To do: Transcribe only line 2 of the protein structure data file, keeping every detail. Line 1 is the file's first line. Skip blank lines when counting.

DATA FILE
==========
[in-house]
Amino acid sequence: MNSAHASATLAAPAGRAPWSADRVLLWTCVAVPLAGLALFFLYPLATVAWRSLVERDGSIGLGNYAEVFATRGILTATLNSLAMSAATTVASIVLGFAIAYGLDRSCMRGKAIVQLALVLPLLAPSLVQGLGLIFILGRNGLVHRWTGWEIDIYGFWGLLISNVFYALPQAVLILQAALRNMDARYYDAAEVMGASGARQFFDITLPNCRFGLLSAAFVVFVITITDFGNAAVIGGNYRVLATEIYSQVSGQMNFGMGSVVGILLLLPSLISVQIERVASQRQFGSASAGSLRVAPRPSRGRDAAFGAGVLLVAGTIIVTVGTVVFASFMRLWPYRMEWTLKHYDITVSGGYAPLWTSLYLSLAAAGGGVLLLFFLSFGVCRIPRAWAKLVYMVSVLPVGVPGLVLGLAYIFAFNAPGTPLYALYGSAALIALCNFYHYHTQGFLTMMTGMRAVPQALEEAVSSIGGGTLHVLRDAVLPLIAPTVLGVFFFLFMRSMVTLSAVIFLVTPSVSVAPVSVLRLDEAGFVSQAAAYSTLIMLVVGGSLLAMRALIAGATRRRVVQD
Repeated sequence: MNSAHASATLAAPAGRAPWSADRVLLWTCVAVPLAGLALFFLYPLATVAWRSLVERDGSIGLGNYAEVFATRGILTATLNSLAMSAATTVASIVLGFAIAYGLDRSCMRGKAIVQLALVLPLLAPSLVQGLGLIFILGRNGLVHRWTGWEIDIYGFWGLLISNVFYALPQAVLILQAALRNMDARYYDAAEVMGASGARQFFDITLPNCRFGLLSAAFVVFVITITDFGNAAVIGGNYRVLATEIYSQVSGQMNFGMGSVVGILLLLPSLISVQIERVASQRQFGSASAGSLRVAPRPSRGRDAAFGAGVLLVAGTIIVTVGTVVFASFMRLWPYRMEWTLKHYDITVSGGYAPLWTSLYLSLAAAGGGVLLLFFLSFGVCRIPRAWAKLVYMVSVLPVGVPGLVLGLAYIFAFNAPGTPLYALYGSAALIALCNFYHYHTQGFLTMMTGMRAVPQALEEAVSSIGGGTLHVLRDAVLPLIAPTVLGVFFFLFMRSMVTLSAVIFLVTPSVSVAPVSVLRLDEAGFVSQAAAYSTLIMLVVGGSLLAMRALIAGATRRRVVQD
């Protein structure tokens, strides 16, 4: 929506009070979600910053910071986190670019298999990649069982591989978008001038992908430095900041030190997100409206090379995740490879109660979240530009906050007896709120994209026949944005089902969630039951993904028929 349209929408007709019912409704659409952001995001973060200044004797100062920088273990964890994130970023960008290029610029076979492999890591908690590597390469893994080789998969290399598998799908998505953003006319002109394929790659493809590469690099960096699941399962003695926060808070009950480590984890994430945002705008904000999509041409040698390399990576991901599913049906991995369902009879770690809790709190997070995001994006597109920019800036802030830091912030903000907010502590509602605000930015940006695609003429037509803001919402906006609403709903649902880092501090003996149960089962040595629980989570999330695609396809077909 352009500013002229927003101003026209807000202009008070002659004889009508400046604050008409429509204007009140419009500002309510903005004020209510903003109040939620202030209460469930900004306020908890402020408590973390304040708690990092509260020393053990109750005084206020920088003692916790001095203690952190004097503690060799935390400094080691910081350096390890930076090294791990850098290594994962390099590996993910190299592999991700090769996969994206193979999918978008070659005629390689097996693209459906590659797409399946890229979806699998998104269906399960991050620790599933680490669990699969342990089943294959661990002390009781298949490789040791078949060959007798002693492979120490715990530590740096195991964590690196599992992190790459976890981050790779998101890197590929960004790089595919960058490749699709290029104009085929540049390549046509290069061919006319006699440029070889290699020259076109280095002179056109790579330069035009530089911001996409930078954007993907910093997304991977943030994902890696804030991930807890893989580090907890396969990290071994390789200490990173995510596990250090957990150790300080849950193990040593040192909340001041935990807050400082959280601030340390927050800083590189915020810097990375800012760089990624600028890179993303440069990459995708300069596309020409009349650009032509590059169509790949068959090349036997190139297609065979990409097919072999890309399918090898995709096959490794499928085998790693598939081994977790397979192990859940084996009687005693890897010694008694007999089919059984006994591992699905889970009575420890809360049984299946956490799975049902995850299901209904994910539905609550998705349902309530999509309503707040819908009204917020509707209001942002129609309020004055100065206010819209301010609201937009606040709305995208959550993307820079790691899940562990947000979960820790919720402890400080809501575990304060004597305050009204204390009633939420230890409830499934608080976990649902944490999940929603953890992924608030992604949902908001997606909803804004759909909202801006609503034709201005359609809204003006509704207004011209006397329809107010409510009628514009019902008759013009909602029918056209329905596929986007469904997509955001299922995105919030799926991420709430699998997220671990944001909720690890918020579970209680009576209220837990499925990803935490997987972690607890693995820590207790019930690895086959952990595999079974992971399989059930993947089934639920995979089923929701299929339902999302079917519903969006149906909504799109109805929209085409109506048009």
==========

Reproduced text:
Amino acid sequence: MNSAHASATLAAPAGRAPWSADRVLLWTCVAVPLAGLALFFLYPLATVAWRSLVERDGSIGLGNYAEVFATRGILTATLNSLAMSAATTVASIVLGFAIAYGLDRSCMRGKAIVQLALVLPLLAPSLVQGLGLIFILGRNGLVHRWTGWEIDIYGFWGLLISNVFYALPQAVLILQAALRNMDARYYDAAEVMGASGARQFFDITLPNCRFGLLSAAFVVFVITITDFGNAAVIGGNYRVLATEIYSQVSGQMNFGMGSVVGILLLLPSLISVQIERVASQRQFGSASAGSLRVAPRPSRGRDAAFGAGVLLVAGTIIVTVGTVVFASFMRLWPYRMEWTLKHYDITVSGGYAPLWTSLYLSLAAAGGGVLLLFFLSFGVCRIPRAWAKLVYMVSVLPVGVPGLVLGLAYIFAFNAPGTPLYALYGSAALIALCNFYHYHTQGFLTMMTGMRAVPQALEEAVSSIGGGTLHVLRDAVLPLIAPTVLGVFFFLFMRSMVTLSAVIFLVTPSVSVAPVSVLRLDEAGFVSQAAAYSTLIMLVVGGSLLAMRALIAGATRRRVVQD